One of the issues associated with being released from a calling is"relevancy." Having been released as bishop two years ago there's a nagging and continuing question of whether I'm contributing. Of course any feelings of irrelevance are relative, not objective, since the experience of being a bishop will never disappear (and doesn't seem to even fade that much). With me, the feelings are not exactly new. I still remember talking about doing "big" things around Papa Bob, wondering, for example, how fixing people's windshields was making much of a contribution to the world (why couldn't I have become a doctor instead of a businessman), and he would consistently ask, "Are you doing your hometeaching?" And, it really does come down to that. God's world is a world of individuals. HE would never hesitate to leave the flock and go find the one, so the whole feeling of "macro relevancy" is flawed in the first place. For example, I'm so impressed with Byron Shaffer, the bishop who preceded me. He finds people to visit and just does it, no assignment, usually no stewardship, just out loving people one at a time, and that's enough, for him and them. Still, it doesn't make relevancy go away for me, flawed or not. (Another of my many life problems, making irrelevance seem relevant.) Anyway, since being released Jeanne and I have tried to keep doing worthwhile things - we still provide our basement for seminary every morning and I make it a point to take the students to school. And that brings me to "life lesson" of the day.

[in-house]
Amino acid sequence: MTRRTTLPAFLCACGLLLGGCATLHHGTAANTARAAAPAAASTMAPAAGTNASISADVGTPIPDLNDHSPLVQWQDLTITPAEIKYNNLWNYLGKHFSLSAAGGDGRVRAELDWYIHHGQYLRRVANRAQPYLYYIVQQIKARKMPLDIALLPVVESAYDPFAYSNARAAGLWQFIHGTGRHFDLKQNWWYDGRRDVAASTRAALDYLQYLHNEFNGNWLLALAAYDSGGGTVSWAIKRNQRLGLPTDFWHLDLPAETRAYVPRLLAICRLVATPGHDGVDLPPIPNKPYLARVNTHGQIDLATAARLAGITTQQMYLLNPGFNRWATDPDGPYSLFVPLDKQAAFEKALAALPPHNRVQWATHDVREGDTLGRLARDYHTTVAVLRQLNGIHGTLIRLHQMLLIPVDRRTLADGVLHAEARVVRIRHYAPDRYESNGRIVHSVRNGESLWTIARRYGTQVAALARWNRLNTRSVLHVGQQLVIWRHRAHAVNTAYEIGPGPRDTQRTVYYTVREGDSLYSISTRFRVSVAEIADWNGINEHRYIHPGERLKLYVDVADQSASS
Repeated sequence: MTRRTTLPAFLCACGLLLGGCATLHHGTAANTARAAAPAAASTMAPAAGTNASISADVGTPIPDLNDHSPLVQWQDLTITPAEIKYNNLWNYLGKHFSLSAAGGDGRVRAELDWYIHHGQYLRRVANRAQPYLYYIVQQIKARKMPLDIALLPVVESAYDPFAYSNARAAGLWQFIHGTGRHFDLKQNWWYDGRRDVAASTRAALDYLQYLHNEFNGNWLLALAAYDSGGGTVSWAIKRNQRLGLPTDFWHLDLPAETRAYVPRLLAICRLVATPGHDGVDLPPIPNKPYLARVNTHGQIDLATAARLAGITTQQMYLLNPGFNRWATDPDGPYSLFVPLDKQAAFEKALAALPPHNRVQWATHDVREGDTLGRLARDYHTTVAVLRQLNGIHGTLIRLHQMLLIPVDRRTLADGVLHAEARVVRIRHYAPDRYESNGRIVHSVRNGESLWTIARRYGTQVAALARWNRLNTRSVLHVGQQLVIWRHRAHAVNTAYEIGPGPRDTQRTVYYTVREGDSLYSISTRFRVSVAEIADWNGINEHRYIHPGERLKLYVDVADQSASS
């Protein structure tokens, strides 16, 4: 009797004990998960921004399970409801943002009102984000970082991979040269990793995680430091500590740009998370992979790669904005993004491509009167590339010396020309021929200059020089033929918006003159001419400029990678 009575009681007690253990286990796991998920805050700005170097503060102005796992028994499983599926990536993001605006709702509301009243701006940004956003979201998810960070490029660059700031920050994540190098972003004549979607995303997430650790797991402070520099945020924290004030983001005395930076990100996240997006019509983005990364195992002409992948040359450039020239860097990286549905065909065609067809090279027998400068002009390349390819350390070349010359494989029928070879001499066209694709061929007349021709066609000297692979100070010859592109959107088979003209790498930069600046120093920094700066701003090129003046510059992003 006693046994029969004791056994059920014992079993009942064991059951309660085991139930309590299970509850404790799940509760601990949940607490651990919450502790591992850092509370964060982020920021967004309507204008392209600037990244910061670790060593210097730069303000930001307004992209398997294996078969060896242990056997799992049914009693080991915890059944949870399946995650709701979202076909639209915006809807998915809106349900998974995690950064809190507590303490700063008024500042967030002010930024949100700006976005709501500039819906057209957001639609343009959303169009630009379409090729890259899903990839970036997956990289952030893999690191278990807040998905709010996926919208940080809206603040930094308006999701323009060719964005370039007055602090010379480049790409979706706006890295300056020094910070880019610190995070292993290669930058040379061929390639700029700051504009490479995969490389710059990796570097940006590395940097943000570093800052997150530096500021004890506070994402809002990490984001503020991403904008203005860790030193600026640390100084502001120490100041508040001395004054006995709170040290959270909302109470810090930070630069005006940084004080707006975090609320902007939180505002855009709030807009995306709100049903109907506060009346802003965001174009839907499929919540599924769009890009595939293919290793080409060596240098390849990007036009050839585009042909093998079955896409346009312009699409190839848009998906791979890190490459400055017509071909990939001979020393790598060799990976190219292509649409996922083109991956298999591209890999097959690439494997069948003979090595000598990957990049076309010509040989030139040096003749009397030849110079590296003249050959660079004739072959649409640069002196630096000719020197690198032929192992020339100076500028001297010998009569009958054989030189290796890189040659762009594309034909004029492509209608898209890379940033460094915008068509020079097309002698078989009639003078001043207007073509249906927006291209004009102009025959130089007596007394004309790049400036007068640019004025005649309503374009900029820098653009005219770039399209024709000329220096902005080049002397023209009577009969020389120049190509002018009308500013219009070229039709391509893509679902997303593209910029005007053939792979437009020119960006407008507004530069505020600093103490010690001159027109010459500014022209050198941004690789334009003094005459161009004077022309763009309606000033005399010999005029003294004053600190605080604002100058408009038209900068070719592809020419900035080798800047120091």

Several days ago, backing out of the garage with a car full of seminary students on the way to school, Ian Raleigh, who was sitting in the front passenger seat commented as we exited the garage, "Wow, that was close." He was referencing the distance between the sideview mirrors and the wall of the garage door opening.

There is generally about two inches on each side if you are well centered, but I tend to come as close as possible to the drivers side, knowing that if it's inside two inches all will be well on the passenger side.